K Kane (Los Angeles, CA) Kane Federal Services, Inc. -12/3/2012


 Yes, I had to pay taxes on $250K of income last year, but very little of that went into my personal bank account -- and I was working a full time consulting job last year in addition to managing our small business (because our small business can't afford to pay me enough). We certainly are not RICH and we work a lot more hours than most people work to earn what we have. The profit we earned from our small business went back into the company to fund payroll and other investments for our growing business. If we don't grow, we'll go out of business. There is nothing quite as frustrating as having to pay taxes on money we don't actually have in hand. We're already working on a plan to keep our profits under $250K -- until Congress realizes that this type of policy is preventing small business from retaining the profits they need to reinvest in themselves and grow.

 Kathy Rainbolt (Palestine, TX) Pentecom, LLC -12/3/2012


 Our business is in the manufacturing services sector. I am constantly marketed to by foreign countries (Mexico, China and others) to relocate our facility to take advantage of the lower costs of doing business. We face many obstacles that our foreign competitors do not: stricter regulations, more reporting requirements, high workman compensation rates, payroll/social security/Medicare taxes, higher insurance requirements, and much higher income taxes. Raising taxes yet again will be another reason why companies will choose to locate outside of the United States and this policy will probably have the effect of lowering the overall revenue collected by the government.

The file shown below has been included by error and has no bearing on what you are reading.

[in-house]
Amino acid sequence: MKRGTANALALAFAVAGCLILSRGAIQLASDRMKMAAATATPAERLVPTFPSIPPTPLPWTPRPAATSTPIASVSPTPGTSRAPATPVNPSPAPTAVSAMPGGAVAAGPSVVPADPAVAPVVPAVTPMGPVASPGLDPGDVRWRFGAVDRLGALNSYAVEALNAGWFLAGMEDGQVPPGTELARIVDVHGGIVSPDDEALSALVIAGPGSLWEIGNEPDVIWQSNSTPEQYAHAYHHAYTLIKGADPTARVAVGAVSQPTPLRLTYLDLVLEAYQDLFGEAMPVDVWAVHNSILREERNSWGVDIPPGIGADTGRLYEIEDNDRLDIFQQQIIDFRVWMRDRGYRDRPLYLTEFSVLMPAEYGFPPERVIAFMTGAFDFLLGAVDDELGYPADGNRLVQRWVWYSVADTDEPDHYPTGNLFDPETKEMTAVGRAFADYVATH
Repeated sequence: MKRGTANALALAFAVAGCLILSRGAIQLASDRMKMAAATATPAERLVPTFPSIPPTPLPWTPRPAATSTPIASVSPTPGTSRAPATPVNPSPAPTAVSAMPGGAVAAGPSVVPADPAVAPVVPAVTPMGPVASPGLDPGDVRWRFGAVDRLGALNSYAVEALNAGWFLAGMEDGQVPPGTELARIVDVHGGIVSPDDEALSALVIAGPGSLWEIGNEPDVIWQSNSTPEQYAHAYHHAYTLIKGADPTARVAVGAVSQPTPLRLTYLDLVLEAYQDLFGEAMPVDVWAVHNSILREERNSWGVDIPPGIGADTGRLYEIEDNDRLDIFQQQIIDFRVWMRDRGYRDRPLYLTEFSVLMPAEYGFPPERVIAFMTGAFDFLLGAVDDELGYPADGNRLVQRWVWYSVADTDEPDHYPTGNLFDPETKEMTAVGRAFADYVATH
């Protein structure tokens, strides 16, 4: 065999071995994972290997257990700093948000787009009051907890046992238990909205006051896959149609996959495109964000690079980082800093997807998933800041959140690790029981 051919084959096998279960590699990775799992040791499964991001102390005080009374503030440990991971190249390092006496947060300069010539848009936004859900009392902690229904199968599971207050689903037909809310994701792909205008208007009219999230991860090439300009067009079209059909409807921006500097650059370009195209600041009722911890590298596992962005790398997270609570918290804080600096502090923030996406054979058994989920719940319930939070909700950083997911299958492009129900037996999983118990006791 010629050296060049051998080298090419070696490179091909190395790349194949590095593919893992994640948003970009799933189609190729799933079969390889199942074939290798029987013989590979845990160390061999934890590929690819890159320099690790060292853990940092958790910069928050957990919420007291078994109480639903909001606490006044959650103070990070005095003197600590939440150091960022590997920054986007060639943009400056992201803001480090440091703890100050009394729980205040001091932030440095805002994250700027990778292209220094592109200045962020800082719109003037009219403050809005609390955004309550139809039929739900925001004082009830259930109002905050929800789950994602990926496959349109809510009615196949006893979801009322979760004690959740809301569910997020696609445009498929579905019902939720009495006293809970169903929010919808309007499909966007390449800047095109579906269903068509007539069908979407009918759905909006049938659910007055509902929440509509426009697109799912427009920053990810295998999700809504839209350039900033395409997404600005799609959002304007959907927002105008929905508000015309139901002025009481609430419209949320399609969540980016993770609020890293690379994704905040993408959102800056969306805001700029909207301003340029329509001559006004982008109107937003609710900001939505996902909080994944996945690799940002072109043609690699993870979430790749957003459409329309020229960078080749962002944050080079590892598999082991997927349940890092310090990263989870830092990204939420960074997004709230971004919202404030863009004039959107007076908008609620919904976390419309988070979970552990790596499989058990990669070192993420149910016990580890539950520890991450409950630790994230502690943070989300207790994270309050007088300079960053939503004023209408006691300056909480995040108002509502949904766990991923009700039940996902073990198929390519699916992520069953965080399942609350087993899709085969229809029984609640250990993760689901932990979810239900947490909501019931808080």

Fred Schmidt (Los Angeles, CA) Prime Plating/Prime Plating Aerospace -12/3/2012


 The Fiscal Cliff, i.e. higher taxes, along with ACA is the only reason we decided to back off constructing a new building and expanding our business. The President thinks that those making over $250,000 can do more than we already do. First, how about the fact that I provide good jobs for over thirty people with benefits. Second, I don't believe that there are only 2% of small businesses that fall into this category. I would say most small businesses are S Corporations which means that company profits flow into their personal incomes. In my opinion, the President's plan is a perfect disincentive for companies to be more profitable and successful.

 Clifford Laverty (Tulsa, OK) Total Radio, Inc. -12/3/2012


 My salary is not $250,000 but my taxable income is in excess of $250,000.00 as my K-1 from my company puts me above this threshold. I receive a monthly distribution from the company that is to provide me with the necessary funds to make my quarterly tax deposit. By increasing the amount of taxes distributed out of the company to pay my taxes it will leave me less money to use in the operation of my company. The two real discretionary items I have each year are our profit sharing contribution and raises. I will not lower the profit sharing contribution but will lower raises to offset the amount the government is taking. This is just another example of the middle class getting crucified at the expense of the federal government wanting to waste more of our money. It needs to STOP!

 Tom Secor (Norwalk, OH) Durable Corporation -12/4/2012


 We have done an analysis on the impact of tax increases and the impending "Obamacare" and have decided to shut down our business. We are on the knife's edge of the $250,000 limit and simply cannot afford any more taxation. We are already overburdened by taxes, insurances and escalating supply and fuel costs. And we do not trust government to get us out of it, since they don't operate like a business must, even now.

 Cynthia Ashby (Milan, PA)  Horizon Fencing -12/4/2012